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Antigen modulation as a potential mechanism of anti-KEL immunoprophylaxis in mice

Jingchun Liu, Manjula Santhanakrishnan, Prabitha Natarajan, David R. Gibb, Stephanie C. Eisenbarth, Christopher A. Tormey, Alexa J. Siddon, Sean R. Stowell, Donald R. Branch and Jeanne E. Hendrickson

Data supplements

Article Figures & Data

Figures

  • Figure 1.

    Immunoprophylaxis with anti-KEL sera prevents alloimmunization in wild-type, FcγR KO, and C3 KO mice, but not in FcγR KO × C3 KO (double-KO) mice. (A) General experimental design. Recipients were passively immunized with anti-KEL sera in some experiments, followed by transfusion of murine RBCs expressing the human KEL glycoprotein. Alloimmune responses were measured in serum after transfusion. (B) Total anti-KEL IgG measured in the serum of recipients on day 28 posttransfusion. (C) Total anti-KEL IgG measured in the serum of recipients treated with anti-KEL immunoprophylaxis prior to RBC exposure; P < .05 by 1-way ANOVA between double-KO and all other recipients. These data are a compilation of 2 independent experiments with 2 or 3 mice per group per experiment.

  • Figure 2.

    Immunoprophylaxis with anti-KEL sera leads to less RBC clearance in FcγR KO × C3 KO (double-KO) recipients compared with wild-type, FcγR KO, or C3 KO recipients. Posttransfusion clearance curves of KEL RBCs in (A) wild-type, (B) FcγR KO, (C) C3 KO, and (D) FcγR KO × C3 KO (double-KO) recipients, in the absence (solid line) or presence (dashed line) of immunoprophylaxis, to 24 hours. These data are representative of 2 or 3 independent experiments with 3 to 5 mice per group per experiment; error bars indicate SD between individual mice. (E) Comparison of percentage of KEL RBCs remaining between 10 minutes and 24 hours after transfusion (left) or 10 minutes and 5 days after transfusion (right) in the presence of anti-KEL immunoprophylaxis; *P < .05 by 2-way ANOVA between double-KO and all other recipients.

  • Figure 3.

    In vitro phagocytosis of antibody-coated KEL RBCs is observed in wild-type, FcγR KO, and C3 KO, but not FcγR KO × C3 KO (double-KO), splenocytes. Opsonized murine KEL RBCs were incubated in vitro for 15 minutes with splenocytes from (A) wild-type (C57BL/6) mice, (B) FcγR KO mice, (C) C3 KO mice, or (D) double-KO mice lacking FcγR and C3. Scanning was initially completed at low power, and then 30 high-power fields were evaluated in duplicate wells. The microscope used was an Olympus BX40, with an Olympus PLAN 100× objective and a numerical aperture of 1.25 under oil emersion. Images were captured using a SPOT Insight CCD camera (model 14.2) using SPOT basic software (version 4.7).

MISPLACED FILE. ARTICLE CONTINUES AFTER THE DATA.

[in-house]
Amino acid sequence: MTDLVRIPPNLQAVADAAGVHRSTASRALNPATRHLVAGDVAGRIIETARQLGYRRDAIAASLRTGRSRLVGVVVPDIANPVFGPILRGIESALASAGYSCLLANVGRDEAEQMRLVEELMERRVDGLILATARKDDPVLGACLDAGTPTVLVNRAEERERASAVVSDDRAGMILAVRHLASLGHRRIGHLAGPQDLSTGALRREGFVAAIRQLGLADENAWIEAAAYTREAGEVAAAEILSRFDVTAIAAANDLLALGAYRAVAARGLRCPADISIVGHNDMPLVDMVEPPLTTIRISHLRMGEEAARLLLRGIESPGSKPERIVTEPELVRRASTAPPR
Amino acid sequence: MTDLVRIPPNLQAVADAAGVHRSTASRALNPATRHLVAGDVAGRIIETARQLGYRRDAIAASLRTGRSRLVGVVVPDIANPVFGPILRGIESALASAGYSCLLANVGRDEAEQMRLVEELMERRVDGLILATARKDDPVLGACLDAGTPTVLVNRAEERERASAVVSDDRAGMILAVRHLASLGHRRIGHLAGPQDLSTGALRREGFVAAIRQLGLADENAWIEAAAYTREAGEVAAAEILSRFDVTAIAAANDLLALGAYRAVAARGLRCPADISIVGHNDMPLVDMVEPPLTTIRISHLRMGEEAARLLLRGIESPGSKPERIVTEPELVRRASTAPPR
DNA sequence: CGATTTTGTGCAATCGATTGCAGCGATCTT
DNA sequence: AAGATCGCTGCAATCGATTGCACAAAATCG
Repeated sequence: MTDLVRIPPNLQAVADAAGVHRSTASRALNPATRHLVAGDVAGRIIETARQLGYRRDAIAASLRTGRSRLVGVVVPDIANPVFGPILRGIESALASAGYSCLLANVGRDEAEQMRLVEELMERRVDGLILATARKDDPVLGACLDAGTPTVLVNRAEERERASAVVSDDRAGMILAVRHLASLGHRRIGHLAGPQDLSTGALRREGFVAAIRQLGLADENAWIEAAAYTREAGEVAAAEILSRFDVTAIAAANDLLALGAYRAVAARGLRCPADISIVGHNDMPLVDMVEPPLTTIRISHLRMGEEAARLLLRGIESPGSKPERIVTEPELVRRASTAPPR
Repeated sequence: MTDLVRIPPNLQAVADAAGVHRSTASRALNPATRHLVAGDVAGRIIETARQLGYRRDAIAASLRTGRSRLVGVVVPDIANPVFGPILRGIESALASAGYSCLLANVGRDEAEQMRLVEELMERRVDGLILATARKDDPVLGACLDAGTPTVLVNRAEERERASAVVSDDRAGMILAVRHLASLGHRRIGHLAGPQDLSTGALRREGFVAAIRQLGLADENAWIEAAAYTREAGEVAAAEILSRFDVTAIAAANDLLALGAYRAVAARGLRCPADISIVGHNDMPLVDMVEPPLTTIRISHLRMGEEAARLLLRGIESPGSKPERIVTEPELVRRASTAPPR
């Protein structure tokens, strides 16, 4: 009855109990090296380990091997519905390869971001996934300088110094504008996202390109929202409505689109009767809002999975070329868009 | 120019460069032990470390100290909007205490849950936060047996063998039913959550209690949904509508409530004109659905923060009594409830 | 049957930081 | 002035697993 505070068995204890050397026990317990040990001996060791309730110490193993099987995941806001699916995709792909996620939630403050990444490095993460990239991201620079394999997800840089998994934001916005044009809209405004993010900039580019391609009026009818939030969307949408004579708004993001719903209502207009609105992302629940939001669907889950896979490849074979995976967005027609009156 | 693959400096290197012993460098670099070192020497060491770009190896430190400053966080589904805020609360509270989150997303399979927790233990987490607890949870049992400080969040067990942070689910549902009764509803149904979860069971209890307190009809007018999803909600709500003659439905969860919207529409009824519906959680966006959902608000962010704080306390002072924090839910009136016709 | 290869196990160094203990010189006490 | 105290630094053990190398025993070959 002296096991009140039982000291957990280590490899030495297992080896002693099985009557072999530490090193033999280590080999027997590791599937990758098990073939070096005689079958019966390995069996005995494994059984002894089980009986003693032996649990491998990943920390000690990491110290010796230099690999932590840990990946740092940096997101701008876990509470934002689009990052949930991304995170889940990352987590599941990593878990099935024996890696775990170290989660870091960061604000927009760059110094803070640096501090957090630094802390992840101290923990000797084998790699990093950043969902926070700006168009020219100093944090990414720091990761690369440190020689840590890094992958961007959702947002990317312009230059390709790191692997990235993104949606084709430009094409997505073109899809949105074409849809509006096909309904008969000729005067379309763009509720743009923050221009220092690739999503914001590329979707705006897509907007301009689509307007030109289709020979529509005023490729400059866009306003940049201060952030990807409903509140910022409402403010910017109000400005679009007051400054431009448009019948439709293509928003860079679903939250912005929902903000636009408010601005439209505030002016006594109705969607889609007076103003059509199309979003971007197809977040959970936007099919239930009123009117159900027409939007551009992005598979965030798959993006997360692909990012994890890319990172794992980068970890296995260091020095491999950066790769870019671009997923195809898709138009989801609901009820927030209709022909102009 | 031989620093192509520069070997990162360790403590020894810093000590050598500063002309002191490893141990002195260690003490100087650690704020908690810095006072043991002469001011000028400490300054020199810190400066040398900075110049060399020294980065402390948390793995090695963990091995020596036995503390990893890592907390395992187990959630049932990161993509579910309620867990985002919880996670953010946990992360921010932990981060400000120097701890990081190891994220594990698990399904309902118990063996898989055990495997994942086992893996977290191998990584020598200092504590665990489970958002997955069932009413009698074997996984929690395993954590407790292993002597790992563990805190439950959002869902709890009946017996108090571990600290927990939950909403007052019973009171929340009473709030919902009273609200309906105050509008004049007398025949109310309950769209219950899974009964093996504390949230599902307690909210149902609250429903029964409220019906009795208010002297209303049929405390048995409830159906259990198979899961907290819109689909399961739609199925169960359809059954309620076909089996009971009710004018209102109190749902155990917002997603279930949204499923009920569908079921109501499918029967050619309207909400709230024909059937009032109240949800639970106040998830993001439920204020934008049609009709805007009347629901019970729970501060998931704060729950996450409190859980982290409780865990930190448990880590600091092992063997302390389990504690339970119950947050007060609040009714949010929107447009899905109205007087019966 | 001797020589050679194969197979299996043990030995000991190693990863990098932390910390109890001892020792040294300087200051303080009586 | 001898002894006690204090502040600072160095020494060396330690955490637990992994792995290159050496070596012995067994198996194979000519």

• Figure 4.

    Modulation of the KEL antigen on transfused RBCs in the presence of immunoprophylaxis requires FcγRs or C3. KEL RBCs labeled with the lipophilic dye DiO were recovered from recipients transfused in the absence or presence of anti-KEL immunoprophylaxis 10 minutes, 1 hour, and 24 hours after transfusion (A) and incubated with anti-KEL sera followed by fluorescently conjugated anti–mouse IgG (schematic shown in B). (C) Detection of the KEL antigen on recovered lipophilically labeled KEL RBCs in wild-type, FcγR KO, C3R KO, and FcγR × C3 KO (double-KO) recipients, transfused in the presence or absence of anti-KEL immunoprophylaxis (P < .05 at 1 hour and 24 hours after transfusion by 2-way ANOVA between double-KO and other recipients treated with immunoprophylaxis). These data are representative of 2 or 3 independent experiments with 3 mice per group per experiment; error bars indicate SD between mice.

  • Figure 5.

    Near-complete removal of the KEL glycoprotein antigen on RBCs occurs in wild-type, but not FcγR KO × C3 KO (double-KO), recipients treated with anti-KEL immunoprophylaxis. (A) KEL RBCs labeled with the lipophilic dye DiO were recovered from recipients transfused in the absence or presence of anti-KEL immunoprophylaxis 10 minutes, 1 hour, and 24 hours after transfusion and incubated directly with fluorescently conjugated anti–mouse IgG (P < .05 at 1 hour and 24 hours after transfusion by 2-way ANOVA between double-KO and other recipients treated with immunoprophylaxis). (B) Side-by-side comparison of the KEL antigen detection signal versus the signal of RBCs incubated directly with fluorescently conjugated antibody 24 hours after transfusion, in FcγR × C3 (double-KO) recipients treated with anti-KEL immunoprophylaxis. (C) Western blot data of membrane preps from RBCs recovered from wild-type (B6) or FcγR × C3 (double-KO) mice 24 hours after transfusion, in the absence or presence of treatment with anti-KEL immunoprophylaxis. The data in A and B are representative of 2 to 3 independent experiments with 3 mice per group per experiment; error bars indicate SD. The data in C are representative of 2 independent experiments with 2 mice per group per experiment.

  • Figure 6.

    Total C3 detected on transfused KEL RBCs in wild-type and FcγR KO mice. Posttransfusion measurements of total C3 on lipophilically labeled KEL RBCs in different strains of recipients, transfused in the absence or presence of anti-KEL immunoprophylaxis. These data, shown at 10 minutes, 1 hour, and 24 hours after transfusion, are representative of 2 independent experiments with 3 mice per group per experiment; error bars indicate SD.